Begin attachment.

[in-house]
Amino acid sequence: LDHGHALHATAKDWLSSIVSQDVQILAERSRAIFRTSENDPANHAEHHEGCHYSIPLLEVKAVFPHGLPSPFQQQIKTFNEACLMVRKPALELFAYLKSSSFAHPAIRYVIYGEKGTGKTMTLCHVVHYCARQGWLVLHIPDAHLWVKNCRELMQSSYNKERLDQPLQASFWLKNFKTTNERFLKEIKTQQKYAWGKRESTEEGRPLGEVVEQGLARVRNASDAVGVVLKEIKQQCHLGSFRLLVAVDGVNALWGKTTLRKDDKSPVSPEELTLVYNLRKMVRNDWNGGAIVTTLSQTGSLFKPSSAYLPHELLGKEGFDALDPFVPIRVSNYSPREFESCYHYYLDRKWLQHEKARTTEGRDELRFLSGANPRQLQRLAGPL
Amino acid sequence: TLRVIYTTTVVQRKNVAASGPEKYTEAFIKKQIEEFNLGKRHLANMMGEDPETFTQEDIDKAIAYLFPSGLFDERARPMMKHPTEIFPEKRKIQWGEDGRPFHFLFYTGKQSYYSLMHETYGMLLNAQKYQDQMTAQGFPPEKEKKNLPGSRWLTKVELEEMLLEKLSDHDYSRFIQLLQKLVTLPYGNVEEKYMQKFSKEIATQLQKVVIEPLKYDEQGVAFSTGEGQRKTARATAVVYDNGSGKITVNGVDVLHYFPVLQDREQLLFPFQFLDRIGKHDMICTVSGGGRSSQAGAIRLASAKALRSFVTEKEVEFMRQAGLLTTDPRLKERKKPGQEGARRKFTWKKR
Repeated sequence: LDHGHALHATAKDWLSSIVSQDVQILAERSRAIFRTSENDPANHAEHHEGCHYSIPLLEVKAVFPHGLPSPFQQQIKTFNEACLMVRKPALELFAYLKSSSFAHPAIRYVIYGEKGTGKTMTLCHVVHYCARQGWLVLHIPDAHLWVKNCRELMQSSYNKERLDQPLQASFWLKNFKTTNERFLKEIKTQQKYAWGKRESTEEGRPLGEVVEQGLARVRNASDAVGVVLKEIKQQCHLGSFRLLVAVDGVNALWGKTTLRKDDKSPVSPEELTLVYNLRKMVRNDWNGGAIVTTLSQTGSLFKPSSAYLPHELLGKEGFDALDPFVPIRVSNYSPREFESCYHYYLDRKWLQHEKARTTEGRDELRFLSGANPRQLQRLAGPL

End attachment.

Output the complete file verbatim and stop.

[in-house]
Amino acid sequence: LDHGHALHATAKDWLSSIVSQDVQILAERSRAIFRTSENDPANHAEHHEGCHYSIPLLEVKAVFPHGLPSPFQQQIKTFNEACLMVRKPALELFAYLKSSSFAHPAIRYVIYGEKGTGKTMTLCHVVHYCARQGWLVLHIPDAHLWVKNCRELMQSSYNKERLDQPLQASFWLKNFKTTNERFLKEIKTQQKYAWGKRESTEEGRPLGEVVEQGLARVRNASDAVGVVLKEIKQQCHLGSFRLLVAVDGVNALWGKTTLRKDDKSPVSPEELTLVYNLRKMVRNDWNGGAIVTTLSQTGSLFKPSSAYLPHELLGKEGFDALDPFVPIRVSNYSPREFESCYHYYLDRKWLQHEKARTTEGRDELRFLSGANPRQLQRLAGPL
Amino acid sequence: TLRVIYTTTVVQRKNVAASGPEKYTEAFIKKQIEEFNLGKRHLANMMGEDPETFTQEDIDKAIAYLFPSGLFDERARPMMKHPTEIFPEKRKIQWGEDGRPFHFLFYTGKQSYYSLMHETYGMLLNAQKYQDQMTAQGFPPEKEKKNLPGSRWLTKVELEEMLLEKLSDHDYSRFIQLLQKLVTLPYGNVEEKYMQKFSKEIATQLQKVVIEPLKYDEQGVAFSTGEGQRKTARATAVVYDNGSGKITVNGVDVLHYFPVLQDREQLLFPFQFLDRIGKHDMICTVSGGGRSSQAGAIRLASAKALRSFVTEKEVEFMRQAGLLTTDPRLKERKKPGQEGARRKFTWKKR
Repeated sequence: LDHGHALHATAKDWLSSIVSQDVQILAERSRAIFRTSENDPANHAEHHEGCHYSIPLLEVKAVFPHGLPSPFQQQIKTFNEACLMVRKPALELFAYLKSSSFAHPAIRYVIYGEKGTGKTMTLCHVVHYCARQGWLVLHIPDAHLWVKNCRELMQSSYNKERLDQPLQASFWLKNFKTTNERFLKEIKTQQKYAWGKRESTEEGRPLGEVVEQGLARVRNASDAVGVVLKEIKQQCHLGSFRLLVAVDGVNALWGKTTLRKDDKSPVSPEELTLVYNLRKMVRNDWNGGAIVTTLSQTGSLFKPSSAYLPHELLGKEGFDALDPFVPIRVSNYSPREFESCYHYYLDRKWLQHEKARTTEGRDELRFLSGANPRQLQRLAGPL